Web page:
Hesed” is a Hebrew word that means “kind­ness,” “mercy,” “loy­alty,” “loving-​kindness” or “stead­fast­ness.” It’s the way God intends us to live together — a “love your neigh­bor as your­self,” active, self­less, sac­ri­fi­cial, caring-​for-​one-​another brand of liv­ing con­tra­dic­tory to our fallen natures. The “Heseders” are con­tin­u­ally look­ing to work together to share some small mea­sure of God’s extra­or­di­nary love. Won’t you join us?

Mada­gas­car Med­ical Mis­sion, Day Six: Clinic in Ilem­pona

Our day began later today and yet we were all still up early with the wildlife out­side and the early sun­rise. Today was cloudy, colder and driz­zly. It was actu­ally long-​sleeve weather. Domoina’s brother, our chef and the other assis­tants had our morn­ing ready with French pas­tries and eggs. We com­pleted our morn­ing devo­tions and then headed north for about an hour drive toward Tana. We arrived at a large Mala­gasy Lutheran Church in the town of Ilempona.

The drive today offered majes­tic views again of the rice fields and agri­cul­tural land. The fields were full of work­ers today har­vest­ing crops, till­ing by hand and car­ing for their land. We drove through the area today where all of the apples are har­vested, and the peo­ple were walk­ing out onto the main road with full bas­kets of apples on their heads.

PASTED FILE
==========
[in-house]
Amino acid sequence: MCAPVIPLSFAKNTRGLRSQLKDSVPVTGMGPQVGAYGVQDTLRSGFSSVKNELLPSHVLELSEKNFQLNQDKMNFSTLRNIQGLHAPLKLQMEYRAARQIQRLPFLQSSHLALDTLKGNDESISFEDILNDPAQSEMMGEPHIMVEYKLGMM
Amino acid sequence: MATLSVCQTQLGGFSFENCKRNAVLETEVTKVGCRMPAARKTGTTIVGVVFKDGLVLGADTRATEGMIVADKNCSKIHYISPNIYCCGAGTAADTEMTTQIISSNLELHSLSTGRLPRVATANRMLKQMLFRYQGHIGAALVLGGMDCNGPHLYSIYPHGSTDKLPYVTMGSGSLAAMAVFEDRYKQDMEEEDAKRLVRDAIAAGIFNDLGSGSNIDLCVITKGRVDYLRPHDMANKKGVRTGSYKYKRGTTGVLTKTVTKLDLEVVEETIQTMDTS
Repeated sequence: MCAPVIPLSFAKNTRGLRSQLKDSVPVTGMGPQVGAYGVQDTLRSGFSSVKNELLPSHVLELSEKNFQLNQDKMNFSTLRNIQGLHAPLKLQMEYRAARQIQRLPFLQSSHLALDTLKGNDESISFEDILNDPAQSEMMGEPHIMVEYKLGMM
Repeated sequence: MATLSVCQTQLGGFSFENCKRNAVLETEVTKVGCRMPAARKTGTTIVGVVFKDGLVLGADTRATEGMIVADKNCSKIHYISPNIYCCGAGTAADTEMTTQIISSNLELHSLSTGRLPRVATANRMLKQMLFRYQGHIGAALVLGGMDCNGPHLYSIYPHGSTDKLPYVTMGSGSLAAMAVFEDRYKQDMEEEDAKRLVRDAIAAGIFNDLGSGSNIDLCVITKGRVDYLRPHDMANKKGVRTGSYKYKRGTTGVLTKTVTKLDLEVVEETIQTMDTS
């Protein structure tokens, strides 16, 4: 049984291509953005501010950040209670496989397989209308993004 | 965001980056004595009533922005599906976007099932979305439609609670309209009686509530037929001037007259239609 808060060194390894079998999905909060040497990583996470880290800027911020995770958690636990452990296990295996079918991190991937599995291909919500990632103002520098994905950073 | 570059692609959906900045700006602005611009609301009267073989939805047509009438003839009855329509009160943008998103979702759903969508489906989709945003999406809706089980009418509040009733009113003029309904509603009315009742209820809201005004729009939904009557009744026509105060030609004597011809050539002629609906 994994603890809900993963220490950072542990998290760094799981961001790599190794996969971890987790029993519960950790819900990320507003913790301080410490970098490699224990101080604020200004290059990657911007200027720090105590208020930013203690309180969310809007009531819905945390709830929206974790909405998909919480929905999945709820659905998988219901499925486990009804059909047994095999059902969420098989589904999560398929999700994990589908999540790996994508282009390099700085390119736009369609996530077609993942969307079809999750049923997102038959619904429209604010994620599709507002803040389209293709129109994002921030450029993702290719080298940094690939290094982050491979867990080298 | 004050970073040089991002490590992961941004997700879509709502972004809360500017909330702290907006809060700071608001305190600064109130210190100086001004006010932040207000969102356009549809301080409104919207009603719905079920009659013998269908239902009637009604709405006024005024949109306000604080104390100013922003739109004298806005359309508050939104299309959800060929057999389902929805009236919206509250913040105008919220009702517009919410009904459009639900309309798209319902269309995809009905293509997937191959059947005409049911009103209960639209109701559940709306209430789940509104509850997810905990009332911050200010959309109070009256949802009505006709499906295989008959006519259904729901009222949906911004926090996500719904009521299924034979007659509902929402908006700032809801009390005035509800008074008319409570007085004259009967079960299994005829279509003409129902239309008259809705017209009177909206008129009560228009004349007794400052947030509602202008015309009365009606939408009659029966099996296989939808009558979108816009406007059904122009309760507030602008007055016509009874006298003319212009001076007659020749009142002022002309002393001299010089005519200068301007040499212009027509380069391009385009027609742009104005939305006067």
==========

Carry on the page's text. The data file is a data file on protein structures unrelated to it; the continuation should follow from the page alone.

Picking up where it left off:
This par­tic­u­lar church is large with beau­ti­ful stained glass win­dows, a tiled aisle and dec­o­ra­tive altar with wood carv­ings on each side. The pul­pit was in the shape of a chal­ice and was high up in the air, about fif­teen stairs up, so that the pas­tor can reach the large con­gre­ga­tion. Upon our arrival, the pas­tor began a brief church ser­vice of hymns and pro­vided a brief homily to those wait­ing in the pews. He pro­vided an anal­ogy that us as for­eign­ers are fat­ter and the Mala­gasy are skin­nier because they have worms but that God will pro­vide care. The pas­tor had a sec­ond anal­ogy that some are phys­i­cally sick but we are all sick with sin and have Jesus as our healer. One obser­va­tion our team made this week is that faith is abun­dant here. We noticed peo­ple walk­ing into the church and pray­ing before receiv­ing care.